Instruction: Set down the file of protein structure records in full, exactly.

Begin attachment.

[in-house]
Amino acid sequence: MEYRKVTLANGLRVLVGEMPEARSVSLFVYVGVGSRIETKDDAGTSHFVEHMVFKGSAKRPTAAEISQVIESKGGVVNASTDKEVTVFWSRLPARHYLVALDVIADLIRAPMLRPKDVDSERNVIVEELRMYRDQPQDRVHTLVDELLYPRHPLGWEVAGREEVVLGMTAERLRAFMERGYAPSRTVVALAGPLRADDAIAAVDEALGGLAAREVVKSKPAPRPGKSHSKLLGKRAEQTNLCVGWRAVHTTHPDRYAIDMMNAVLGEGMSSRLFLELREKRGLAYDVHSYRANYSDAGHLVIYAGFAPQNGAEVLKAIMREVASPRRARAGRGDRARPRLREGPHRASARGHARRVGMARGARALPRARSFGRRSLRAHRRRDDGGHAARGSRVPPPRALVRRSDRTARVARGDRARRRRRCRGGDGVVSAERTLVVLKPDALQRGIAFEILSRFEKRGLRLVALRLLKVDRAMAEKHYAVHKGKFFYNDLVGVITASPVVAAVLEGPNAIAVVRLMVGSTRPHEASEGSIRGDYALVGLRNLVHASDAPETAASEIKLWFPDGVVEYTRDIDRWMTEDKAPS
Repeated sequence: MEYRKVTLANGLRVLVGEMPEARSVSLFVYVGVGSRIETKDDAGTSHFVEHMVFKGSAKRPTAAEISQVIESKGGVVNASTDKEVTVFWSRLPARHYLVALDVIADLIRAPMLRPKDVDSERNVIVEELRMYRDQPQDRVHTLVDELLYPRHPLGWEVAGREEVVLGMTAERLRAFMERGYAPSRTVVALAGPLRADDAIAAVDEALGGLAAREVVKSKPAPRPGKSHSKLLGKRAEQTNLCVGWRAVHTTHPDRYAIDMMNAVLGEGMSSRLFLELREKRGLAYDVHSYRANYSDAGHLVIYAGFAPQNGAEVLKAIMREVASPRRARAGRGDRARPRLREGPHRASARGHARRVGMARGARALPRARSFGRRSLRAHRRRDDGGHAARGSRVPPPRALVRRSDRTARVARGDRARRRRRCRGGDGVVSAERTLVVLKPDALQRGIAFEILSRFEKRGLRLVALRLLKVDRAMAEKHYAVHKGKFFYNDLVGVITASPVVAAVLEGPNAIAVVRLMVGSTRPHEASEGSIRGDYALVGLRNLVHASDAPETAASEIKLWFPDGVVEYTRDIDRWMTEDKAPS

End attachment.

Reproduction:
[in-house]
Amino acid sequence: MEYRKVTLANGLRVLVGEMPEARSVSLFVYVGVGSRIETKDDAGTSHFVEHMVFKGSAKRPTAAEISQVIESKGGVVNASTDKEVTVFWSRLPARHYLVALDVIADLIRAPMLRPKDVDSERNVIVEELRMYRDQPQDRVHTLVDELLYPRHPLGWEVAGREEVVLGMTAERLRAFMERGYAPSRTVVALAGPLRADDAIAAVDEALGGLAAREVVKSKPAPRPGKSHSKLLGKRAEQTNLCVGWRAVHTTHPDRYAIDMMNAVLGEGMSSRLFLELREKRGLAYDVHSYRANYSDAGHLVIYAGFAPQNGAEVLKAIMREVASPRRARAGRGDRARPRLREGPHRASARGHARRVGMARGARALPRARSFGRRSLRAHRRRDDGGHAARGSRVPPPRALVRRSDRTARVARGDRARRRRRCRGGDGVVSAERTLVVLKPDALQRGIAFEILSRFEKRGLRLVALRLLKVDRAMAEKHYAVHKGKFFYNDLVGVITASPVVAAVLEGPNAIAVVRLMVGSTRPHEASEGSIRGDYALVGLRNLVHASDAPETAASEIKLWFPDGVVEYTRDIDRWMTEDKAPS
Repeated sequence: MEYRKVTLANGLRVLVGEMPEARSVSLFVYVGVGSRIETKDDAGTSHFVEHMVFKGSAKRPTAAEISQVIESKGGVVNASTDKEVTVFWSRLPARHYLVALDVIADLIRAPMLRPKDVDSERNVIVEELRMYRDQPQDRVHTLVDELLYPRHPLGWEVAGREEVVLGMTAERLRAFMERGYAPSRTVVALAGPLRADDAIAAVDEALGGLAAREVVKSKPAPRPGKSHSKLLGKRAEQTNLCVGWRAVHTTHPDRYAIDMMNAVLGEGMSSRLFLELREKRGLAYDVHSYRANYSDAGHLVIYAGFAPQNGAEVLKAIMREVASPRRARAGRGDRARPRLREGPHRASARGHARRVGMARGARALPRARSFGRRSLRAHRRRDDGGHAARGSRVPPPRALVRRSDRTARVARGDRARRRRRCRGGDGVVSAERTLVVLKPDALQRGIAFEILSRFEKRGLRLVALRLLKVDRAMAEKHYAVHKGKFFYNDLVGVITASPVVAAVLEGPNAIAVVRLMVGSTRPHEASEGSIRGDYALVGLRNLVHASDAPETAASEIKLWFPDGVVEYTRDIDRWMTEDKAPS